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Cumberland BS reports full-year gross mortgage lending of £422m

  • 10/06/2022
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Cumberland BS reports full-year gross mortgage lending of £422m
Cumberland Building Society has seen its gross mortgage lending increase to £422m, up from £343m, in the 12 months to 31 March 2022

Its mortgage balances also rose from £24m to £68m and its overall lending book increased to a record £2.2bn. 

The mutual’s profit before tax dropped to £8.6m, compared to £10.5m the year before, owing to investment in its modernisation programme. 

Chairman John Hooper (pictured) said: “Our Cumberland 2025 plan will provide new digital channels, making it easier, quicker and more convenient to engage with us and manage accounts. 

“Our branch customers will also benefit from a more streamlined, efficient way of working ‘behind the scenes’ too.”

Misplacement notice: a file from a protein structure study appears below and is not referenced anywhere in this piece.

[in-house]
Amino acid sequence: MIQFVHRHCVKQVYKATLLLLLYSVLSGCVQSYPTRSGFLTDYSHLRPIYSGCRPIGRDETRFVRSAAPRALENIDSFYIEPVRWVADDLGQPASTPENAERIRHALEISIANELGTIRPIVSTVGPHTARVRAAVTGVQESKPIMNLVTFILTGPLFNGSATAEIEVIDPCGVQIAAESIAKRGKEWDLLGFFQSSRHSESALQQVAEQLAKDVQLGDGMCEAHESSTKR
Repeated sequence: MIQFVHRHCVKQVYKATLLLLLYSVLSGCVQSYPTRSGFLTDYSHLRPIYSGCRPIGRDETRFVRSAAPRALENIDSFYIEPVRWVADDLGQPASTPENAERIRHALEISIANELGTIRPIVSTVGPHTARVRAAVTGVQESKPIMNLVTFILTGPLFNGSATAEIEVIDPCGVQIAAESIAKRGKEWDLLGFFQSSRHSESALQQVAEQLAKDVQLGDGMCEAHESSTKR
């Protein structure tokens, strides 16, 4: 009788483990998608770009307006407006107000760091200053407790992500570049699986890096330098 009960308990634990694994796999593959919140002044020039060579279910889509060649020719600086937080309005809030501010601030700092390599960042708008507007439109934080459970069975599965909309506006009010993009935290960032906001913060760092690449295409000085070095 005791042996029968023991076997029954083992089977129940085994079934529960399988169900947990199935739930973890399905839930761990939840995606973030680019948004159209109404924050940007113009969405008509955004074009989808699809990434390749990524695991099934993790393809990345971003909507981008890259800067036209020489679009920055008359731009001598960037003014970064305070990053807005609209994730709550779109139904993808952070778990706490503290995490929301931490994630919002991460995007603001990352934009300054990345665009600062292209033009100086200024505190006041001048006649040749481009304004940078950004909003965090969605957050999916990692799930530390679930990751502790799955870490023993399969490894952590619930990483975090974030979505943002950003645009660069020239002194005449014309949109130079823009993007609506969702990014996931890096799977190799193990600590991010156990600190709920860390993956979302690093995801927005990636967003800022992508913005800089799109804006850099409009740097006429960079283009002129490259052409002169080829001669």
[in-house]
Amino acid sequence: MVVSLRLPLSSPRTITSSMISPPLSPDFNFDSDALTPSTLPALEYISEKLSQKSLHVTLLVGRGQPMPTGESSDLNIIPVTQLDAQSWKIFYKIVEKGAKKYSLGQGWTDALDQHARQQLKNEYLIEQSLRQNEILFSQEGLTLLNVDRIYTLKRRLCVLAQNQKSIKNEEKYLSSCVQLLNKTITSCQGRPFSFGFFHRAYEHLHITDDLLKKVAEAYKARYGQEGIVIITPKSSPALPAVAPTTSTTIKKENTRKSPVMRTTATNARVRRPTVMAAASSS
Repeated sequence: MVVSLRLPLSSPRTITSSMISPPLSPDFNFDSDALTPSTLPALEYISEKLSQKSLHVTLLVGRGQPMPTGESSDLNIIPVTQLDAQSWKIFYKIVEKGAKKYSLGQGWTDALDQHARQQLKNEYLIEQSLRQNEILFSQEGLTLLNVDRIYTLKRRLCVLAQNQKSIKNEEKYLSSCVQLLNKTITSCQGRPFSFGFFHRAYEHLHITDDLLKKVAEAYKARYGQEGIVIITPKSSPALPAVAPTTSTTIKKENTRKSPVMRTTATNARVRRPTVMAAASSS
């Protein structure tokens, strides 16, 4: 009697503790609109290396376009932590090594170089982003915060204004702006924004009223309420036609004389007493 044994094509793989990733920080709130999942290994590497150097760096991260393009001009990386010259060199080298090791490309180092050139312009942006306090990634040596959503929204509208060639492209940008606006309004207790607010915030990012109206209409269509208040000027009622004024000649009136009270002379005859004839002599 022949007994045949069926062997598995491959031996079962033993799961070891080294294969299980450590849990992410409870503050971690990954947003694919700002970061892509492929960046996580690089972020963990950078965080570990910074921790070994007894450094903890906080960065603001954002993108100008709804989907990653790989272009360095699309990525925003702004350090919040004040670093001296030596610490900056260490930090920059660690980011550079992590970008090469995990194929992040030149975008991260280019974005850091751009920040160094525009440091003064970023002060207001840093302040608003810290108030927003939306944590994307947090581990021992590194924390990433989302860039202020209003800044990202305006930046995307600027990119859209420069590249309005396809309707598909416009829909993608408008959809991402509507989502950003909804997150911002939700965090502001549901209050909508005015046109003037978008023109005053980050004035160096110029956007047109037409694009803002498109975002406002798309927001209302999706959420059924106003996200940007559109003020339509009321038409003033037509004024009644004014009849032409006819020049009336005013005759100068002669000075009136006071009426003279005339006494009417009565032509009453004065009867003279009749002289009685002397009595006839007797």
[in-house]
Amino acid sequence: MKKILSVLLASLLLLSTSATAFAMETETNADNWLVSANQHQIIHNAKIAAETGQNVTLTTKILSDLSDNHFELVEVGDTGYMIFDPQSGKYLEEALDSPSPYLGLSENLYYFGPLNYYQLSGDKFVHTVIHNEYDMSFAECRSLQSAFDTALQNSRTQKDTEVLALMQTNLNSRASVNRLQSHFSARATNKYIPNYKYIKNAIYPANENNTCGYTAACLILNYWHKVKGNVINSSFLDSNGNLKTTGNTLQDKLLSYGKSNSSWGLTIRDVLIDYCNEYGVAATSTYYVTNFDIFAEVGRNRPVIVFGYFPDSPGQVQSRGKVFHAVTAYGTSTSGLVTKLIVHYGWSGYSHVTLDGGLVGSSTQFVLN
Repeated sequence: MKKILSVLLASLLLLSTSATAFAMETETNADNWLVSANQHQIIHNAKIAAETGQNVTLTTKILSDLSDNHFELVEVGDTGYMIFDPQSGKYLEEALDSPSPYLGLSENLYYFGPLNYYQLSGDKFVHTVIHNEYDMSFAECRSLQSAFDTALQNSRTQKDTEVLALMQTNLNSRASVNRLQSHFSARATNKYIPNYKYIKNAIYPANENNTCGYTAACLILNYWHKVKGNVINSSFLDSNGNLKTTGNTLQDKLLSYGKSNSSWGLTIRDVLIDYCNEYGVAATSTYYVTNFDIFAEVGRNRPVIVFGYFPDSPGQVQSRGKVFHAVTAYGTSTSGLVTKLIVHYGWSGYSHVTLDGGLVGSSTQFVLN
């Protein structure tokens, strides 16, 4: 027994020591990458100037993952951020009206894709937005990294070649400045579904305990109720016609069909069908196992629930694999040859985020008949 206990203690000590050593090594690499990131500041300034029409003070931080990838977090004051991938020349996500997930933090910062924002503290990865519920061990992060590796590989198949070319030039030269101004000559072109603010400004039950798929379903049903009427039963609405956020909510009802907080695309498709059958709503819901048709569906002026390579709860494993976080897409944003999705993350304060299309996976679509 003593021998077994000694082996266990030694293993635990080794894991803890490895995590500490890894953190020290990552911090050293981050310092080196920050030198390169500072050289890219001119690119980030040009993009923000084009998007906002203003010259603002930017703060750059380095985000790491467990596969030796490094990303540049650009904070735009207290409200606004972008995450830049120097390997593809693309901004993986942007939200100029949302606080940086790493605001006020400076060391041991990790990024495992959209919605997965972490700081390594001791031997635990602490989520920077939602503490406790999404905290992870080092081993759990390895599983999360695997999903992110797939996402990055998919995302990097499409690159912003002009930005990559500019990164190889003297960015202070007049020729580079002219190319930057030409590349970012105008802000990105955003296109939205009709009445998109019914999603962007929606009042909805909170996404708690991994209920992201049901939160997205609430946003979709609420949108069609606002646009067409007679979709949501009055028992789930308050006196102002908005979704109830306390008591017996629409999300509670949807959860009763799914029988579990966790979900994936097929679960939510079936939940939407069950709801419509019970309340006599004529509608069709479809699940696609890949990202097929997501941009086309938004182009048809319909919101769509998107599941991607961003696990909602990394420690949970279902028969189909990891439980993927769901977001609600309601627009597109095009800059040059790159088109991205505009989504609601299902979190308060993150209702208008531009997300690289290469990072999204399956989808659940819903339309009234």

Chief executive Des Moore said he expected a “noticeable reduction in profits over the next few years” as the Cumberland steps up investment and protects its vulnerable customers from the rising cost of living. 

As of 31 March 2022, nine mortgage accounts were 12 months or more in arrears. The total amount outstanding on the accounts was £1.65m while the arrears totalled £182,000, representing 0.01 per cent of mortgage balances. 

The mutual offers forbearance such as a temporary transfer to interest-only payments or a capitalisation of arrears. As of 31 March 2022, forbearance measures have been agreed for 32 residential mortgages with a total balance of £3.29m. This is down from 233 accounts last year with balances of £37.2m. 

Net interest income grew by 11 per cent to £47.7m, partially attributed to a positive mix within its mortgage books. 

Its net interest margin rose by eight basis points annually to 1.69 per cent. The mutual said the first part of its financial year saw “strong margin growth” as deals agreed in late 2020 and early 2021 completed. As customer demand outstripped supply due to withdrawals in the market, the Cumberland saw growth particulary in high loan to value (LTV) products. 

It also supported more than 500 first-time buyers during the year.  

In the second half of the year, its margin was squeezed as other lenders returned to the market and competition increased. 

The mutual said its decision not to target high levels of business at low LTVs had moderated the impact on its margin. 

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